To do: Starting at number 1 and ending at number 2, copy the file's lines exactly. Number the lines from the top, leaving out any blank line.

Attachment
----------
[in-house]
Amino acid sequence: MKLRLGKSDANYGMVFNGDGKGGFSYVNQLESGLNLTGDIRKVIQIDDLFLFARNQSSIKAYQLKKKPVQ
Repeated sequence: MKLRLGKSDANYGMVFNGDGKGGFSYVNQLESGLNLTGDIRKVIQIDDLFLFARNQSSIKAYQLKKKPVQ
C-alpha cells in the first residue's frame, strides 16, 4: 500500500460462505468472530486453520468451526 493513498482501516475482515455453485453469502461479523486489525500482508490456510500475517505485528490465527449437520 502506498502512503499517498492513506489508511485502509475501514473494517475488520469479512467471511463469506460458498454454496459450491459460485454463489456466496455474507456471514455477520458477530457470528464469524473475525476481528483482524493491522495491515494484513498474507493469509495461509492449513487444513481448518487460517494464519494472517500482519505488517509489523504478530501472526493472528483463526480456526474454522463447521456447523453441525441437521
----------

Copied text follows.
[in-house]
Amino acid sequence: MKLRLGKSDANYGMVFNGDGKGGFSYVNQLESGLNLTGDIRKVIQIDDLFLFARNQSSIKAYQLKKKPVQ